Women’s month has always provided a great opportunity to highlight successful women in the workplace and assist in the global breakdown of gender divisions. RAPDASA has made every month a reason to empower and encourage women through their endorsement of the Women in 3D Printing global initiative. With the current status quo of the 3D printing world (and technology in general) still largely dominated by men, women such as Malika Khodja, Dr Michaella Janse van Vuuren, and Pauline Bullockare using their voices, knowledge, and experience to empower other women in the industry.
The supportive platform provided by the international Woman in 3D Printing organisation continues to shatter the glass ceiling of gender bias and separation. The shared challenges experienced by women in the workplace are just that – shared, which is why the organisation has focused on growing the community of women in 3D printing to create expansive and effective support systems. Operating as a non-profit organisation, RAPDASA (Rapid Product Development Association of South Africa) strives to connect leading innovators, entrepreneurs, industry partners and academics through various community engagement events. As such, it is only fitting that a platform for women empowerment in 3D technology is recognised, promoted, and supported through initiatives such as Women in 3D Printing.
In celebration of Women’s Month, this article highlights three successful women from the 3D printing world: Malika Khodja, Dr Michaella Janse van Vuuren, and Pauline Bullock.Not only are these women highly qualified and knowledgeable, but they too have a story tell, important opinions to voice, and compelling insights to share. An interview was conducted with the following topics discussed:
- Academic and career background
- The inspiration behind entering the 3D printing industry
- The status quo of 3D printing in a South African context
- Challenges women face in the industry
- How to encourage more women to enter the 3D printing world
Ms Malika Khodja as the South African ambassador for the global Women in 3D Printing Organisation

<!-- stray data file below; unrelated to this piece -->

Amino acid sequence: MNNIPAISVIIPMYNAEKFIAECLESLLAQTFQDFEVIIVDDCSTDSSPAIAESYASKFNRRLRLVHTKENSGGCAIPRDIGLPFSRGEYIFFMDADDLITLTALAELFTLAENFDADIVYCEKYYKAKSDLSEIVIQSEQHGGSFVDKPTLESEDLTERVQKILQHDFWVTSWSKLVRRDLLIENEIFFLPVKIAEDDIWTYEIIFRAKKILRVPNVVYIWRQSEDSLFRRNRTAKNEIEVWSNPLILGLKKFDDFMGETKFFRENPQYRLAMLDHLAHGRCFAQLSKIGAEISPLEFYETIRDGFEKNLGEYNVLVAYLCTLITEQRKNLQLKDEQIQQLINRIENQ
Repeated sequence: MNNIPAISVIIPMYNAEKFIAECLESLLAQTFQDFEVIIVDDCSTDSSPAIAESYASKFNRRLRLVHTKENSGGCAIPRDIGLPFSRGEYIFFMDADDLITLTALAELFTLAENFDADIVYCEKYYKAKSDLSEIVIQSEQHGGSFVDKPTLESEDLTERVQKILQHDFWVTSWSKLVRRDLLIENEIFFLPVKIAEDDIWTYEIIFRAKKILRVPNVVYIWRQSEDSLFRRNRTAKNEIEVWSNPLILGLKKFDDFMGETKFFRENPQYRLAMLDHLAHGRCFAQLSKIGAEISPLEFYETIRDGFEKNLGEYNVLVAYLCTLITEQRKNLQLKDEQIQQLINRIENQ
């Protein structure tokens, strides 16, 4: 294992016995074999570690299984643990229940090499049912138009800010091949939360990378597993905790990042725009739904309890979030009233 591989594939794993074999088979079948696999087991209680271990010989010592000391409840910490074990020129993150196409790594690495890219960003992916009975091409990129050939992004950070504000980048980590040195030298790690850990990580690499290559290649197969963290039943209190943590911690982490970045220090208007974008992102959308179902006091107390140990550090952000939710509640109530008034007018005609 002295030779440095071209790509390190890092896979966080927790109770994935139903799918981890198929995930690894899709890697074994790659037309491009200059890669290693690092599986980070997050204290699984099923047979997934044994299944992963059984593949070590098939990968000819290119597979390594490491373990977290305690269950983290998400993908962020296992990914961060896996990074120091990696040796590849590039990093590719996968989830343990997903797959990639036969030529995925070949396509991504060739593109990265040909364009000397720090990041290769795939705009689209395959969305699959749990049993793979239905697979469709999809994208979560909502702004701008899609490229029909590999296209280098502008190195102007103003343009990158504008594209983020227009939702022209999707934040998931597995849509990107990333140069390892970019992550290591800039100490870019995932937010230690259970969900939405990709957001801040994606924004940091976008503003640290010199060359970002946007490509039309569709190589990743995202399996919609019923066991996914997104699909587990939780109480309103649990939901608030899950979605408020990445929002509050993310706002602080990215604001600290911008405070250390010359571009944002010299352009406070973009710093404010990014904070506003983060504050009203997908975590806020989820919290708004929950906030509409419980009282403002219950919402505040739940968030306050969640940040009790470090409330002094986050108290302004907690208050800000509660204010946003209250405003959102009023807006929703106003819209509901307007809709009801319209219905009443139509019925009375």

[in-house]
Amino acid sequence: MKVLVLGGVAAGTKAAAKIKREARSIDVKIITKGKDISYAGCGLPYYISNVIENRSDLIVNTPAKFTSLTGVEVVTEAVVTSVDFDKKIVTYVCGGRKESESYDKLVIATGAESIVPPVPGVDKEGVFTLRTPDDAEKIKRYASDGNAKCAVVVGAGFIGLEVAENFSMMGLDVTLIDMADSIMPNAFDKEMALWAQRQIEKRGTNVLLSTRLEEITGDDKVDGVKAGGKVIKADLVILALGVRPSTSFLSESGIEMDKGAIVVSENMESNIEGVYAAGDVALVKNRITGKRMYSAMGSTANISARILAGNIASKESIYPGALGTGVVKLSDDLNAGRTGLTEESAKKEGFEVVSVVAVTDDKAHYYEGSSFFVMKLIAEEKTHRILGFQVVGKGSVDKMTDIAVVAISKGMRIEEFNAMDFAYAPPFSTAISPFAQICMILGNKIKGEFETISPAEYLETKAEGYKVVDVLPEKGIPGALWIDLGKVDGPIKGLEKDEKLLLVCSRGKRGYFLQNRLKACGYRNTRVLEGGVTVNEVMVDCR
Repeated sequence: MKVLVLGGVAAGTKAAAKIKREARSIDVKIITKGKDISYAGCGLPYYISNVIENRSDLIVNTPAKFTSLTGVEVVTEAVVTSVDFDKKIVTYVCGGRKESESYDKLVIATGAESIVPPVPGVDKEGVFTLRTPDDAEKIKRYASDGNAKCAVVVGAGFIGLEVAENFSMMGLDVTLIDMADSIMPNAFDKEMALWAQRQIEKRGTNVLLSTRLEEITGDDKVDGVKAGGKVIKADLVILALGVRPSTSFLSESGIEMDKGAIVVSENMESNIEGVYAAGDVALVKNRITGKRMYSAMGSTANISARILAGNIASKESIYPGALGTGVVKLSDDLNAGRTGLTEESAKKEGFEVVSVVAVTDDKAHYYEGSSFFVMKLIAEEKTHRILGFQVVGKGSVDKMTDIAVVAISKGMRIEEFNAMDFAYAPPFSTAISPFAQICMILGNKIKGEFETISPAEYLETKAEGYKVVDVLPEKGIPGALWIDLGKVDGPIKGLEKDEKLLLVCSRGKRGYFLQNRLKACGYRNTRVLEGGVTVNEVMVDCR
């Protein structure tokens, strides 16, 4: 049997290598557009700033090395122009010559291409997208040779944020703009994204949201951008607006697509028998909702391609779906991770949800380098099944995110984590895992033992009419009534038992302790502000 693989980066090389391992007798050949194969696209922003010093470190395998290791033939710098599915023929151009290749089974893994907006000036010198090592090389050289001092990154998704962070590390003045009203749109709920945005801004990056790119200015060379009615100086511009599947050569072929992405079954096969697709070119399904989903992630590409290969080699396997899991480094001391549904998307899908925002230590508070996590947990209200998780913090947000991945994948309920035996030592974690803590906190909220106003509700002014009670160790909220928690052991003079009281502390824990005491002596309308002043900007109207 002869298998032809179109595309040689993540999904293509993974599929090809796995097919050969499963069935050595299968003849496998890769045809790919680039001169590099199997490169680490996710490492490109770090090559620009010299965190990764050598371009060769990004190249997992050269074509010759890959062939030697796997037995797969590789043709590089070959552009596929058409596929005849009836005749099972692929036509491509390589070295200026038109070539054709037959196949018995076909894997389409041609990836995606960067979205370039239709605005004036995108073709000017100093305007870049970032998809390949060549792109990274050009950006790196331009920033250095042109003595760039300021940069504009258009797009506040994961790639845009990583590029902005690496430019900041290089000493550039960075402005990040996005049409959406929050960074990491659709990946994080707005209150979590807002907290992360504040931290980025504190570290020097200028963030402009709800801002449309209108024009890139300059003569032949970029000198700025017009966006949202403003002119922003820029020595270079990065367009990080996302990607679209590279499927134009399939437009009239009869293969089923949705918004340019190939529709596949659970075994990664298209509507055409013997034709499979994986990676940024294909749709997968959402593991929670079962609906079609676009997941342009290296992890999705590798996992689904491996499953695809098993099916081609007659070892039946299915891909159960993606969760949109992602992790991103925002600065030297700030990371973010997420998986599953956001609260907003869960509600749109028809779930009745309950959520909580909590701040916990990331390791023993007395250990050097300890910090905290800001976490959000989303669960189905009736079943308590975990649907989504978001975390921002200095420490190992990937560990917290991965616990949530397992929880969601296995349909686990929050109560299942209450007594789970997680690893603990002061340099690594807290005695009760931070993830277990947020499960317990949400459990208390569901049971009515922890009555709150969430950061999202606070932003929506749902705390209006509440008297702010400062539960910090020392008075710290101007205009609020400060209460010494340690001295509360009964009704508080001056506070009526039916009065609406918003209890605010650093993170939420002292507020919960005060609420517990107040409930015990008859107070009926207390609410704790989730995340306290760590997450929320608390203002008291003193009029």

Ms Malika Khodja obtained an undergraduate and Master’s degree in Mechanical Engineering at the University of Djillali Liabes. Her PhD project involves numerical simulations and modelling of aircraft crack repair with composite patches, which was done in Algeria. As the current Managing Director for TiziriTech and the South African ambassador for the Women in 3D Printing organisation, Malika’s mission is “promoting, supporting, and inspiring women using Additive Manufacturing technologies”.
An effective ‘leading by example’ approach, Malika drives this mission to increase the visibility of women in the industry by facilitating monthly meetings, workshops, and seminars, which are open to both men and women with the same mission. Through her involvement in the Women in 3D Printing global organisation, she has invaluably assisted in the creation of a local platform where women are supported in their collective challenges experienced in the industry, such as gender division and an overall lack of visibility. Malika encourages more women to join the local women in the 3D printing community to gain exposure for women and join a stimulating community with other 3D printing enthusiasts.
Ms Malika Khodja’s inspiration to join the industry came after she “identified the need for consulting in training services in advanced manufacturing”, after which she founded her own company in 2018. She felt that it “is important to show the local manufacturing industry the advantages of various 3D printing processes to give them a competitive advantage”. Ms Khodja comments on the status quo of 3D printing in South Africa saying that, “3D printing is an essential part of industry 4.0. The growth from being initially used for rapid prototyping to now producing functional components has been an important development”.
With all this development, the question now is how can women get into the industry? Malika, suggests that “women must be made aware that 3D printing offers an exciting career within industry 4.0.” and that they “need to be exposed to the technology before arriving at university, preferably during high school already”. This early exposure would certainly serve as an ideal head start for young women in the industry, but what about the women who are looking to enter the 3D world today? Dr Michaella Janse van Vuuren has a possible answer.
Dr Michaella Janse van Vuuren celebrates women’s imagination, creativity and innovation
With a Doctorate in Electrical Engineering and a Post Doctorate in Medical Implant Development, Dr Michaella Janse van Vuuren suggests that women empower themselves by taking courses online and think about “what you would design and what are you interested in”. Once there is a product design, the process for women trying to enter the 3D world becomes easier, as Dr Janse van Vuuren explains: “When you have examples to show to somebody when applying for a job or funding, you already show that look, you can design for 3D printing, you know the jargon, and you understand the machines”.
It is this type of creative problem-solving with a hands-on approach that leads Michaella on a personal journey of combining her passion for art with the technology available to bring her ideas to life. Essentially, her message for women is to approach the industry head-on, to educate themselves, and offer practical examples to potential employees that show both creativity and know-how.